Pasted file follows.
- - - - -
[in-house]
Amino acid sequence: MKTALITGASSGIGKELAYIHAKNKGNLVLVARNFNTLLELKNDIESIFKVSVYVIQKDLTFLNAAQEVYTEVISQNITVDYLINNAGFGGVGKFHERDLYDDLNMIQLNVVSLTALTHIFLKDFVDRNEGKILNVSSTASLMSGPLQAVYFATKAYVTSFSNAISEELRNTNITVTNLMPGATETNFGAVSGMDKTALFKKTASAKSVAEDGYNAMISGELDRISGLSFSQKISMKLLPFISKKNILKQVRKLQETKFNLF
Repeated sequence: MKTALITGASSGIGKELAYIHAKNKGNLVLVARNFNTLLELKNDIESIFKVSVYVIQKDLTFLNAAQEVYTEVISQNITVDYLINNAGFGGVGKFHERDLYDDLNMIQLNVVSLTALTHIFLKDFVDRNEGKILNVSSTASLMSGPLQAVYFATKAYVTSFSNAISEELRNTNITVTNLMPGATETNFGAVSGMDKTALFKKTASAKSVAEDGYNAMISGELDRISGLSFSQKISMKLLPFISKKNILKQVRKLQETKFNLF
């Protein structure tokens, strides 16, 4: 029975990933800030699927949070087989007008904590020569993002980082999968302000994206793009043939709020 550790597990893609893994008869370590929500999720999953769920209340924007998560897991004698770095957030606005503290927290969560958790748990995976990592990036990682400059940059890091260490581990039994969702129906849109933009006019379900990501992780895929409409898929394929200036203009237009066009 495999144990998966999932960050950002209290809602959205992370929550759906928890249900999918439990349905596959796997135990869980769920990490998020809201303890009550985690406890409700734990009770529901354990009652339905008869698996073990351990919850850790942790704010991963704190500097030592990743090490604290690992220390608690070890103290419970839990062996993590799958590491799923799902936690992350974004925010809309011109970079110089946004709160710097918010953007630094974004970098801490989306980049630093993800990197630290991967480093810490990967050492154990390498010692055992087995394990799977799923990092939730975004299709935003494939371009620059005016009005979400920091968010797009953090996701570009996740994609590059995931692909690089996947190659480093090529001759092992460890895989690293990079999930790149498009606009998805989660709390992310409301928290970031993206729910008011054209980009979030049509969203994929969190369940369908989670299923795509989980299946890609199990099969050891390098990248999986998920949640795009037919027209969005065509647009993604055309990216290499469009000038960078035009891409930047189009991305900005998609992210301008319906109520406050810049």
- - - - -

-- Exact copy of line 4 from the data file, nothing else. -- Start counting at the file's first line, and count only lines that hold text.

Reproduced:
């Protein structure tokens, strides 16, 4: 029975990933800030699927949070087989007008904590020569993002980082999968302000994206793009043939709020 550790597990893609893994008869370590929500999720999953769920209340924007998560897991004698770095957030606005503290927290969560958790748990995976990592990036990682400059940059890091260490581990039994969702129906849109933009006019379900990501992780895929409409898929394929200036203009237009066009 495999144990998966999932960050950002209290809602959205992370929550759906928890249900999918439990349905596959796997135990869980769920990490998020809201303890009550985690406890409700734990009770529901354990009652339905008869698996073990351990919850850790942790704010991963704190500097030592990743090490604290690992220390608690070890103290419970839990062996993590799958590491799923799902936690992350974004925010809309011109970079110089946004709160710097918010953007630094974004970098801490989306980049630093993800990197630290991967480093810490990967050492154990390498010692055992087995394990799977799923990092939730975004299709935003494939371009620059005016009005979400920091968010797009953090996701570009996740994609590059995931692909690089996947190659480093090529001759092992460890895989690293990079999930790149498009606009998805989660709390992310409301928290970031993206729910008011054209980009979030049509969203994929969190369940369908989670299923795509989980299946890609199990099969050891390098990248999986998920949640795009037919027209969005065509647009993604055309990216290499469009000038960078035009891409930047189009991305900005998609992210301008319906109520406050810049």